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Team Creativity At Work I and II: Creative Problem Solving At Its Best
Edward Glassman : Designing Creativity & Innovation Meetings

Creativity & Innovation Meetings

Designing The Meeting

By Edward Glassman, PhD

Creativity & Innovation Meetings last 3-5 days and solve important company problems. I custom design every meeting. To ensure success, the highest quality solutions, I build the following into every design:

Working In Teams and Alone

I use techniques for teams and for individuals working alone in each major step of the problem-solving process. The use of powerful techniques for teams together with equally powerful techniques so people can work alone results in an exciting mix of team interactions fueled with the creative thinking of each individual. Out of this mixture comes success.

Incubation Time

Incubation time represents an important design-factor. The stages in the innovation process include: Preparation; Concentration; Incubation; Illumination; and Implementation (see Chapter 5 in my book). I apply this theory in the design:

  • Expert participants come to the meeting with prepared minds (the Preparation Stage).
  • People focus on the problem during the meeting (the Concentration Stage).
  • People pay attention to other things during free afternoons, evenings, and overnight (the Incubation Stage).
  • Every morning-after provides an opportunity for new insights (the Illumination Stage).
  • Most people leave the creativity & innovation meeting committed to action plans (the beginning of the Implementation Stage).

Incubation partly explains why the most effective meetings last at least four to five days. This time sparks the incubation processes in the mind so participants make unexpected connections and blockbuster ideas appear. Three-day meetings also succeed, though not quite as well.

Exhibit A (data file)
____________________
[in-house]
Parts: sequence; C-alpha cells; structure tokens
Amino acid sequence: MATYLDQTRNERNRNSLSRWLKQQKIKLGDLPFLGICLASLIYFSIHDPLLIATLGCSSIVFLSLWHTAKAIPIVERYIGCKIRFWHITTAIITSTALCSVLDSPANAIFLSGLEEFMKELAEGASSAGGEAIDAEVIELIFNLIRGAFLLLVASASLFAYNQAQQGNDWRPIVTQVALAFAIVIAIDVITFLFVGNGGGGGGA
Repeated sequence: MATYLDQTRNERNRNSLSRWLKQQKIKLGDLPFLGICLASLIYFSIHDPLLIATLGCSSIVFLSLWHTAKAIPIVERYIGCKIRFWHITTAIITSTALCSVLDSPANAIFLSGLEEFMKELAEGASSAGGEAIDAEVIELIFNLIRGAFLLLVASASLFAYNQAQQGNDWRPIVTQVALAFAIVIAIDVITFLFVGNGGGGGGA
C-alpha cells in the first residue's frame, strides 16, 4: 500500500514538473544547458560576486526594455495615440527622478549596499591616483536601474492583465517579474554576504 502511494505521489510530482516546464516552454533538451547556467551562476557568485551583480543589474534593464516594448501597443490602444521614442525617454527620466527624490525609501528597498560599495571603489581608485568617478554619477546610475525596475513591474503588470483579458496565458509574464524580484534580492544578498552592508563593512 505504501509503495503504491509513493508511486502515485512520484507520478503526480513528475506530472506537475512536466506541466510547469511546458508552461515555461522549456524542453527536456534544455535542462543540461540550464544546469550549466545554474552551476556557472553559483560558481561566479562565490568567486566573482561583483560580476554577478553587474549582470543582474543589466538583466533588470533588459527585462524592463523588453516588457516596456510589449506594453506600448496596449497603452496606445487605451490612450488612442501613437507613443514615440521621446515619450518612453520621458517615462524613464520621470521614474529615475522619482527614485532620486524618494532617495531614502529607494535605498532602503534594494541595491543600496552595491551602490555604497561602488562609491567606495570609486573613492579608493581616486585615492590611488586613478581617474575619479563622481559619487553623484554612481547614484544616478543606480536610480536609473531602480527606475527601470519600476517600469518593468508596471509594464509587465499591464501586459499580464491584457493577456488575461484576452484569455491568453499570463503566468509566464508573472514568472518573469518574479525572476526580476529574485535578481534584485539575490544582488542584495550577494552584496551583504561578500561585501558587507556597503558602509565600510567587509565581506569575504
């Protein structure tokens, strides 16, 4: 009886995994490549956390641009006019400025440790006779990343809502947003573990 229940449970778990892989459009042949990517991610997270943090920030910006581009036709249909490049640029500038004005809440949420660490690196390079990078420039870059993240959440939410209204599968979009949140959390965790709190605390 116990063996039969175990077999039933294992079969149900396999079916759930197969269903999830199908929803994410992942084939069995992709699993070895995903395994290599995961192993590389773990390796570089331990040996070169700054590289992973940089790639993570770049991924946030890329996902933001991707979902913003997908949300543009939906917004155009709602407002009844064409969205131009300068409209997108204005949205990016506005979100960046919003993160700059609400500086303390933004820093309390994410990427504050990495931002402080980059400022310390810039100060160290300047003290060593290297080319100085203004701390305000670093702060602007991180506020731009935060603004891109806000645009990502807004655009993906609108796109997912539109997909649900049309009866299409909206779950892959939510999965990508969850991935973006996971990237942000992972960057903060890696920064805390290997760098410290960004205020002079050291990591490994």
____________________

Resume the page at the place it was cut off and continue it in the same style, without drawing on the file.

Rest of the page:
I insert incubation time into the design of each meeting and often plan specific adventures. For example, during free afternoons in Washington, DC, participants visited the Smithsonian Air And Space Museum (and the Museum of Natural History or an Art Museum) and wrote metaphors and poems about the problem while they incubated the problem there.

And during a six-day meeting in Orlando, FL, participants spent many afternoons and evenings at Epcot Center, Sea World, and the Kennedy Space Center. People used the idea triggers and metaphors they found on these outings to spark creative thought in the meeting.

Separate The Front and Back End of the Meeting

I design the front and back end of the meeting as consecutive, non-overlapping processes. The front end focuses on creative thinking, while the back end on logical, evaluative thinking.

The one or two day problem-solving meetings that organizations carry out on their own do not last long enough to yield truly high quality solutions. The front end becomes shallow and rushed, so participants usually generate common and ordinary ideas. The solutions usually consist of ideas some participants carried with them when they entered the meeting. Shallowness also exists during the back end, as participants overlook many excellent possibilities by not using forced-withdrawal and trigger-proposals (see Chapter 13 of my book), stunting the development of high quality solutions. Such home grown meetings often wind up with solutions previously thought of by management or other people, instead of creating new ones. And half-day brainstorming meetings only provide a nice warm-up.

Planning Session